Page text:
ATHENS — Turkey and Greece vowed Wednesday to defend their competing claims in the eastern Mediterranean as the NATO allies remained locked in a tense dispute over offshore energy exploration rights.
Greece announced plans to extend its territorial waters along its western coastline and held a second day of military exercises in waters where Turkey is challenging Athens' asserted maritime jurisdiction.
To the alarm of western allies, the neighboring countries sent warships to shadow each other this month in an area between Crete and Cyprus where Turkey has a vessel conducting drilling research. The Greek and Turkish militaries both engaged in exercises within that part of the sea on Tuesday.
“Turkey will take what is its right in the Mediterranean, in the Aegean and in the Black Sea,” Turkish President Recep Tayyip Erdogan said. “Just as we have no eyes over anyone’s territory, sovereignty and interests, we will never compromise on what belongs to us. We are determined to do whatever is necessary in political, economic and military terms.”
Erdogan’s tough words came despite mediation efforts by Germany, whose foreign minister conducted shuttle diplomacy between Athens and Ankara a day earlier in a bid to deescalate the situation as Turkey and Greece engaged in competing military exercises at sea.
"We invite our interlocutors to get their act together and to avoid mistakes that will lead to their ruin,” he said.
In Athens, meanwhile, Prime Minister Kyriakos Mitsotakis said Greece is planning to exercise it’s legal right to extend its territorial waters along its western coastline from six to 12 nautical miles.
The planned extension along Greece’s Italy-facing coastline would not directly affect the territory at the center of the Greek-Turkish dispute. But the prime minister told parliament that Greece was abandoning decades of “passive” foreign policy.
Mitsotakis, speaking in parliament, described Turkey's actions as “illegal and provocative” but added that Athens was willing to start talks with Turkey as part of a German-brokered initiative if the Turkish seismic surveying work were halted. “Our position is crystal clear and can be summarized in six words: When provocations stop, talks can start,” he told lawmakers.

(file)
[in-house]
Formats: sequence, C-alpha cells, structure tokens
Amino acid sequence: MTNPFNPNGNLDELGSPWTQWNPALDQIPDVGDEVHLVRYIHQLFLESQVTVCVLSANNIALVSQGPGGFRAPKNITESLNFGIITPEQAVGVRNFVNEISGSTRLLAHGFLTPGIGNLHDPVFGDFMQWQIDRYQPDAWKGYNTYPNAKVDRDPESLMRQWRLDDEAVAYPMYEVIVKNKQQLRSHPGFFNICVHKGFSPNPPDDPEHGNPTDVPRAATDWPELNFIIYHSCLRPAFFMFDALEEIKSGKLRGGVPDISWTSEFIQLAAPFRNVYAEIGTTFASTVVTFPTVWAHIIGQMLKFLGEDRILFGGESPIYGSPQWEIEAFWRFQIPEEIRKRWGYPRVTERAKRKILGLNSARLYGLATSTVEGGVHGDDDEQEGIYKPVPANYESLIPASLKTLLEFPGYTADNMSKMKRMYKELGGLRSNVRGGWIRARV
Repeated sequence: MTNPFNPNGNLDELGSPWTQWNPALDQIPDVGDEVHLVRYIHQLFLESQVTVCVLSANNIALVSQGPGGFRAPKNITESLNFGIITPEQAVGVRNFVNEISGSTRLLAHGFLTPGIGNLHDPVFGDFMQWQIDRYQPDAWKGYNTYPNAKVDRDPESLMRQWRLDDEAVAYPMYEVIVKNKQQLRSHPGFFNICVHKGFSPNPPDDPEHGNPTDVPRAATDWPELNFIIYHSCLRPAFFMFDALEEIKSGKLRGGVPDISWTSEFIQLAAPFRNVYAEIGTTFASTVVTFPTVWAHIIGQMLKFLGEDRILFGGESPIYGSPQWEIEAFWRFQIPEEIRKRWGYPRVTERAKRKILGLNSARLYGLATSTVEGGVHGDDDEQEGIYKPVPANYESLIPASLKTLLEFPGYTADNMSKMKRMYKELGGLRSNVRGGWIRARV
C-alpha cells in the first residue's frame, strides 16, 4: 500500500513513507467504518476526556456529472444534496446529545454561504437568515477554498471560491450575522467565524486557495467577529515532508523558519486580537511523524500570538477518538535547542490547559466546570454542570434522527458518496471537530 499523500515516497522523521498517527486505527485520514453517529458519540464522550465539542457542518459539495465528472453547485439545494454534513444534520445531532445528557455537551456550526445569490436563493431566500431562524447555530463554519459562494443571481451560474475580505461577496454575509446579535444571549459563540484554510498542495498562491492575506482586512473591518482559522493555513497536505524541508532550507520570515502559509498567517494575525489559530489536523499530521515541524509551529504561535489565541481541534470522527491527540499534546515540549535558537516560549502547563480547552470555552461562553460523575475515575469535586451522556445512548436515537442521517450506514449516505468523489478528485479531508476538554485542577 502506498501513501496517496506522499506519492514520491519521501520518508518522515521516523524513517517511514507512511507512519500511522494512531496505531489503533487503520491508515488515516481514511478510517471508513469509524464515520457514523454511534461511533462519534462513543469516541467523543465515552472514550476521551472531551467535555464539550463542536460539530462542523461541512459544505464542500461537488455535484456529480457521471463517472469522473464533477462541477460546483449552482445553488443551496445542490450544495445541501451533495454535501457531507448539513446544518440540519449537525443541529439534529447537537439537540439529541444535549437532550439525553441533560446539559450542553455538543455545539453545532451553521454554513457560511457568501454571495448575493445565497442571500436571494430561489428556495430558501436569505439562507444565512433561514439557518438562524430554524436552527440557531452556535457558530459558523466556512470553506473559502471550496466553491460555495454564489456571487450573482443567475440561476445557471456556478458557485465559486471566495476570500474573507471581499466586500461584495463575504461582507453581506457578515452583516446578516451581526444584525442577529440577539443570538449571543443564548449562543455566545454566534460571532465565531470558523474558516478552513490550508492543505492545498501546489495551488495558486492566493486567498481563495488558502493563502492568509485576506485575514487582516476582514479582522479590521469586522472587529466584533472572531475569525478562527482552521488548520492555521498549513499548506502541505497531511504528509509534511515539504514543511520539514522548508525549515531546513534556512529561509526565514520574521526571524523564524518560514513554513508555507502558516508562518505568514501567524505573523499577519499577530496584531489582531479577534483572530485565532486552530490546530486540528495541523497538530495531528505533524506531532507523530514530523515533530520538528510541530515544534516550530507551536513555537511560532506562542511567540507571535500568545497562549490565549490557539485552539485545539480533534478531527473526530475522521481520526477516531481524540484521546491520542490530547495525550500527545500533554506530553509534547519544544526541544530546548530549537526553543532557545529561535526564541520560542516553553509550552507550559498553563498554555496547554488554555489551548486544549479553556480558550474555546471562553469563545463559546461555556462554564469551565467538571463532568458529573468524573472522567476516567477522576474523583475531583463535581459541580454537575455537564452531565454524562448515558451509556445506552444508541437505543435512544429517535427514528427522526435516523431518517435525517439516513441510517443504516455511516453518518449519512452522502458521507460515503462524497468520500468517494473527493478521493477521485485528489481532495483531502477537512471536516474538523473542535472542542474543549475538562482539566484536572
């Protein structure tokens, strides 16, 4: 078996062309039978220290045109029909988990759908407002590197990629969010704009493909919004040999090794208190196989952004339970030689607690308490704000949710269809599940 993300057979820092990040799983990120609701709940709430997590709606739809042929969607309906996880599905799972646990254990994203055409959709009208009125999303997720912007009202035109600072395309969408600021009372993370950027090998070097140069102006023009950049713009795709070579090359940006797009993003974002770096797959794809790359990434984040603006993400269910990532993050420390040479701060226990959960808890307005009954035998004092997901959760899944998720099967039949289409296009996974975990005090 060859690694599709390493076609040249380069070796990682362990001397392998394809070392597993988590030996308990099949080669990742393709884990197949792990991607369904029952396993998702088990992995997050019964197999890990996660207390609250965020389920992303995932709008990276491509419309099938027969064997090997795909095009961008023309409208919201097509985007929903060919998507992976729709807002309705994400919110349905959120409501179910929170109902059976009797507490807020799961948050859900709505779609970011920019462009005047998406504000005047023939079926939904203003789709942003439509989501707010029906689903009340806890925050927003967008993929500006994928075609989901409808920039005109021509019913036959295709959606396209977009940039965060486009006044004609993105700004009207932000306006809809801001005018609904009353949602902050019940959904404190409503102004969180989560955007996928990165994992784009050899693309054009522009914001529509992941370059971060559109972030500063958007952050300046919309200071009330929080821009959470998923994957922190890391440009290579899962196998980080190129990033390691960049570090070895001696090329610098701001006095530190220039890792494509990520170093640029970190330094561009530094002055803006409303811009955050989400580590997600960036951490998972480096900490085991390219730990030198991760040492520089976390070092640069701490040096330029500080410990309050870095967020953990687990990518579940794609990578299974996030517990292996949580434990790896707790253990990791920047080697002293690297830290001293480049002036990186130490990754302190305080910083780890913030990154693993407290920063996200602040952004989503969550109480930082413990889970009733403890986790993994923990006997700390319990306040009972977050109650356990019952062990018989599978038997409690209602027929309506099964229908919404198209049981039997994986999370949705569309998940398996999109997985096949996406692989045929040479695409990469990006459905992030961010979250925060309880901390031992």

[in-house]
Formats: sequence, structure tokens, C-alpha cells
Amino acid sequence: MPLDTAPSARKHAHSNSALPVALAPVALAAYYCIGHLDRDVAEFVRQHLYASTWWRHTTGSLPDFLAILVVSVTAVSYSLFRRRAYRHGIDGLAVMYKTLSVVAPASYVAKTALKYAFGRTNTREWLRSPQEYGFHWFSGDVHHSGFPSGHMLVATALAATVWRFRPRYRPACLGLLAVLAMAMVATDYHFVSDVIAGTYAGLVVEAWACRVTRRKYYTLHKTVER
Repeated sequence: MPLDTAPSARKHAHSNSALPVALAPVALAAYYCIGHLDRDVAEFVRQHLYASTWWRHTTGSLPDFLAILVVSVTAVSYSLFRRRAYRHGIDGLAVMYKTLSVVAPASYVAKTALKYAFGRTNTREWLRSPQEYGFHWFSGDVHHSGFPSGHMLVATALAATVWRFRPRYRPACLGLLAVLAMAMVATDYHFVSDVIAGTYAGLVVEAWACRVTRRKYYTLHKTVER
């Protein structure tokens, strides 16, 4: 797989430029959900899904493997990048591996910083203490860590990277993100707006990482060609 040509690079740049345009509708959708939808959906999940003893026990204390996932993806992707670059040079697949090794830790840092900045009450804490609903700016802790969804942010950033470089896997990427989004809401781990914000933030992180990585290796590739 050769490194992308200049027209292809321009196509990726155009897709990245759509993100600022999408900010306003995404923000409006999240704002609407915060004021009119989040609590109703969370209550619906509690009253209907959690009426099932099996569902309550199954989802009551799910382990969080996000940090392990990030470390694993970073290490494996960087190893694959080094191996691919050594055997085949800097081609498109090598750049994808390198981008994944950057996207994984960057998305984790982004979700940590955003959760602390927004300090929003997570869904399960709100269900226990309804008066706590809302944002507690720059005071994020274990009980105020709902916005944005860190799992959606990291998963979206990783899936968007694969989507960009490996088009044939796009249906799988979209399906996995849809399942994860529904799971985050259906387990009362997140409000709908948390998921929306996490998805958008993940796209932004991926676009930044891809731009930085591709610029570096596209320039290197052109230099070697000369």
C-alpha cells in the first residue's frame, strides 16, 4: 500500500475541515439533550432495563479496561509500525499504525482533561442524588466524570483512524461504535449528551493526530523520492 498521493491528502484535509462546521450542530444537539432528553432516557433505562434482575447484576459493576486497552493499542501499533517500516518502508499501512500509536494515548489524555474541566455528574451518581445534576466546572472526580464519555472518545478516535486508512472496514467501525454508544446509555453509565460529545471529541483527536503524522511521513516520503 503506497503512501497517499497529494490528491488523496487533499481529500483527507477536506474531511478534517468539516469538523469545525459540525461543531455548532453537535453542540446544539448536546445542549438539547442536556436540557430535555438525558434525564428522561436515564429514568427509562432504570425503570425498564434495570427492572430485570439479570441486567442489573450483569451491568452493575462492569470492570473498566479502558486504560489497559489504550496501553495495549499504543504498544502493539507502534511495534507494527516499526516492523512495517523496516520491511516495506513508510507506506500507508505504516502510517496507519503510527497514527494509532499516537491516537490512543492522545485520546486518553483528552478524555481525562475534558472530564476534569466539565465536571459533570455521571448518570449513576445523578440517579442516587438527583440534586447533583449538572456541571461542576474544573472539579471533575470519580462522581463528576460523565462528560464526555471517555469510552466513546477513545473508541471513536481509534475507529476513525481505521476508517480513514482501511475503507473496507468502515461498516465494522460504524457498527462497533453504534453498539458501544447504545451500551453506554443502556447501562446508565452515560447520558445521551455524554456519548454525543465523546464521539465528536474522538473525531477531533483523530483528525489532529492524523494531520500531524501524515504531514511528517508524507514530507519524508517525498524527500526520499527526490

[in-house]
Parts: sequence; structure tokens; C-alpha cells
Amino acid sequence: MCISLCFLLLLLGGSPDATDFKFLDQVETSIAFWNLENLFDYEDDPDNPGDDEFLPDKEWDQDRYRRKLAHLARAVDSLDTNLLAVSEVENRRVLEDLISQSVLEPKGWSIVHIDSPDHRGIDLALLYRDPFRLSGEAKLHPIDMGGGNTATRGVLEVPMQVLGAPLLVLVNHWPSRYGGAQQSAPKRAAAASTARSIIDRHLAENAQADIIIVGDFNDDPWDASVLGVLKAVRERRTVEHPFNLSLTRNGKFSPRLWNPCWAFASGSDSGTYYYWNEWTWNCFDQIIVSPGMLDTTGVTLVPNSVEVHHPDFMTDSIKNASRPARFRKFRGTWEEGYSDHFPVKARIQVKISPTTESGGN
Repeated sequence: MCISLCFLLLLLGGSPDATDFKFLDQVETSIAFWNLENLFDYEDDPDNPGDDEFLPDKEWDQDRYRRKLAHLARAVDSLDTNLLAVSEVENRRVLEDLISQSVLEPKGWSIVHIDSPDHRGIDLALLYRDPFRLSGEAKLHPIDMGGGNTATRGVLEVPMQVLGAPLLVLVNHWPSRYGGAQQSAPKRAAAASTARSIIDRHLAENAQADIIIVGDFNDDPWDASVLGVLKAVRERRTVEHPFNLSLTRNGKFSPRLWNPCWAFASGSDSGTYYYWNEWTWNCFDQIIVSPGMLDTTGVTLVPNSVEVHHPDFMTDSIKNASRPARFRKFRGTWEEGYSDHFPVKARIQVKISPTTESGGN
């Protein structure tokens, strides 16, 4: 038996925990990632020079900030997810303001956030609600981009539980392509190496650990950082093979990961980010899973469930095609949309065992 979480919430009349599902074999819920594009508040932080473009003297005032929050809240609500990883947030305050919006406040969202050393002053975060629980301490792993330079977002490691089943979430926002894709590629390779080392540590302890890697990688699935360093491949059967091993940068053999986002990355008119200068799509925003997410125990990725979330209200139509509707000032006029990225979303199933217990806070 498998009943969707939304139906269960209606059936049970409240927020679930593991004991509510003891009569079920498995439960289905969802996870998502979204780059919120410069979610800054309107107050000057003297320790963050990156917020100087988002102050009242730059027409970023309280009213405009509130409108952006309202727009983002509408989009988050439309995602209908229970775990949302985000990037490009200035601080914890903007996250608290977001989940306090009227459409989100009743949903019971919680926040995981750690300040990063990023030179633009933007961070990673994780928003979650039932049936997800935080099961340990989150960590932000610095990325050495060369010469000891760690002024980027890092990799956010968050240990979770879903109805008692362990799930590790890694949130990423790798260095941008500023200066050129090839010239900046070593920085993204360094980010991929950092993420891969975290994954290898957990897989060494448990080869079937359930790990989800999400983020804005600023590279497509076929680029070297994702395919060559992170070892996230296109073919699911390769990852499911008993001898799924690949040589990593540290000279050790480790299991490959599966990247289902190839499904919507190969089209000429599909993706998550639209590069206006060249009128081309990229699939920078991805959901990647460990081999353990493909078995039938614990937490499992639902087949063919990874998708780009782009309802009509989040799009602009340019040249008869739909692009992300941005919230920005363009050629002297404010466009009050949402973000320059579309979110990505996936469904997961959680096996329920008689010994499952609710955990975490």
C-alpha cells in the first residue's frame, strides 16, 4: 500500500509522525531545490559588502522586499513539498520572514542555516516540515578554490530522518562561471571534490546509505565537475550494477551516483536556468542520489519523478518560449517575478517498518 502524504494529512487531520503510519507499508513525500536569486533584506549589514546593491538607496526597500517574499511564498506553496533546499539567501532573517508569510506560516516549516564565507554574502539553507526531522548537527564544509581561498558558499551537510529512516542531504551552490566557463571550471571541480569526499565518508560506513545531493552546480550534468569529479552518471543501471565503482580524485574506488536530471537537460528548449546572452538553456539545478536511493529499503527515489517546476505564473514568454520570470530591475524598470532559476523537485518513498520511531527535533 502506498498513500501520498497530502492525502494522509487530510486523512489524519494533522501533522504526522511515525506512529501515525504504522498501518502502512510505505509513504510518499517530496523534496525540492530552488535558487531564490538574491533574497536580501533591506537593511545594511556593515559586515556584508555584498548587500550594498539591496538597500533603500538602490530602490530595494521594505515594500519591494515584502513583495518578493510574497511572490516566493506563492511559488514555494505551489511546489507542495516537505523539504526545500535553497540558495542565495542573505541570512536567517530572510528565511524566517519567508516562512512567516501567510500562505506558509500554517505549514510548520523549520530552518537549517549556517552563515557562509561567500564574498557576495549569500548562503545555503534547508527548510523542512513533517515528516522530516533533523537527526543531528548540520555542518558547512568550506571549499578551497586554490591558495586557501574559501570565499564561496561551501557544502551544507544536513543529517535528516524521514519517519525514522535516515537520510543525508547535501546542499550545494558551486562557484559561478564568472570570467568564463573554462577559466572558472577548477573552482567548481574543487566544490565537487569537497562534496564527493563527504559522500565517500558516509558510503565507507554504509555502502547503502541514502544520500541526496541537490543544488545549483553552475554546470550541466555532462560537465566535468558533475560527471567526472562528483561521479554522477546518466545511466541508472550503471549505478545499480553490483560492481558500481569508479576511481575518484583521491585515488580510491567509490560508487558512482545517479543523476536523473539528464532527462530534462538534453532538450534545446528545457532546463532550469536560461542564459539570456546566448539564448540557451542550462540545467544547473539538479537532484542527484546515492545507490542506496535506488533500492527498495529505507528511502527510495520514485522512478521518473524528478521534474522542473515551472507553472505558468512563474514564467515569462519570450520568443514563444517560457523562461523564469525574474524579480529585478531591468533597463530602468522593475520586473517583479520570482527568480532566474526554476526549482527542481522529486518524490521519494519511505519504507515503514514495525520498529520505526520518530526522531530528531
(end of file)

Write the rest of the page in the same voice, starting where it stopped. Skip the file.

German Foreign Minister Heiko Maas on Tuesday flew to Greece and Turkey to appeal for a dialogue and defuse the tensions, warning that “any spark, however small, could lead to a disaster.” His visits came ahead of a meeting of EU foreign ministers in Berlin later this week, at which Turkey will be discussed.
After talks with Maas, the foreign ministers of both Greece and Turkey signaled readiness for dialogue but blamed each other for the standoff.
The Turkish vessel Oruc Reis has for weeks been carrying out seismic research escorted by Turkish warships. Greece, which says the ship is operating over the country’s own continental shelf in an area where it has exclusive rights on potential undersea gas and oil deposits, sent warships to shadow the Turkish flotilla.
Turkey disputes Greece’s claims, insisting that small Greek islands near the Turkish coast should not be taken into account when delineating maritime boundaries. Ankara accuses Athens of trying to grab an unfair share of the eastern Mediterranean’s resources.
Turkey is also prospecting for hydrocarbons in waters where Cyprus claims exclusive economic rights. Ankara says it is protecting its rights and those of Turkish Cypriots on the ethnically-divided island.
“Everyone must see that Turkey is not a country whose patience can be tried, whose determination, capabilities and courage can be tested. If we say we’ll do something we’ll do it and pay the price.,” Erdogan said Wednesday. "If anyone wants to stand before us and face the consequences, they are welcome to. If, not stay out of our way and we will continue with our work.”
The Turkish leader spoke during an anniversary celebration marking the 1071 battle of Manzikert, during which Turkish Seljuks beat Byzantine forces, gaining entry into Anatolia. ___ Gatopoulos reported from Athens. Elena Becatoros in Athens contributed.
By SUZAN FRASER and DEREK GATOPOULOS Associated Press